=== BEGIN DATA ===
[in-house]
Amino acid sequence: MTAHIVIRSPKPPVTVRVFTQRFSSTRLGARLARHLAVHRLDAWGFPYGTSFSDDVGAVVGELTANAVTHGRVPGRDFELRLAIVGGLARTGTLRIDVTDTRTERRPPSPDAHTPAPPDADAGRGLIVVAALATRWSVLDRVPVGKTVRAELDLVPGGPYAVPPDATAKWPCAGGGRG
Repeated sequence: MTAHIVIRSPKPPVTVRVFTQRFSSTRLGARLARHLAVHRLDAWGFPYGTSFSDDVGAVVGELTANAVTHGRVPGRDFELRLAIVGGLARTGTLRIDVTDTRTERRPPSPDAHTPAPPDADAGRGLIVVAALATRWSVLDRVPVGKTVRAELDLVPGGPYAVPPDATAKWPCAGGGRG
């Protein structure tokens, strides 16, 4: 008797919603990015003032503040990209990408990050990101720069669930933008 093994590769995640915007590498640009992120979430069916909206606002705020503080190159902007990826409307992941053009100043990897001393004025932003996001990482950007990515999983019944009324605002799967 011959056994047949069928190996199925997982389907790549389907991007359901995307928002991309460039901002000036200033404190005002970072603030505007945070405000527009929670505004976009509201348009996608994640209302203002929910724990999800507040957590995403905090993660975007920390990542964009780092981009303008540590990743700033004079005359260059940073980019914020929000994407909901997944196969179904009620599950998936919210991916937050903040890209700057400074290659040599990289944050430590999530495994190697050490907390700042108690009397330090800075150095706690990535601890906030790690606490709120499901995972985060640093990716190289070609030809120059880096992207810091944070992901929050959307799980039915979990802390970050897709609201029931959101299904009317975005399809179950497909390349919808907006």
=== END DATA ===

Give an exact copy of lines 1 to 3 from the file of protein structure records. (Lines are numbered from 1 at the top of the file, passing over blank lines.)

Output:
[in-house]
Amino acid sequence: MTAHIVIRSPKPPVTVRVFTQRFSSTRLGARLARHLAVHRLDAWGFPYGTSFSDDVGAVVGELTANAVTHGRVPGRDFELRLAIVGGLARTGTLRIDVTDTRTERRPPSPDAHTPAPPDADAGRGLIVVAALATRWSVLDRVPVGKTVRAELDLVPGGPYAVPPDATAKWPCAGGGRG
Repeated sequence: MTAHIVIRSPKPPVTVRVFTQRFSSTRLGARLARHLAVHRLDAWGFPYGTSFSDDVGAVVGELTANAVTHGRVPGRDFELRLAIVGGLARTGTLRIDVTDTRTERRPPSPDAHTPAPPDADAGRGLIVVAALATRWSVLDRVPVGKTVRAELDLVPGGPYAVPPDATAKWPCAGGGRG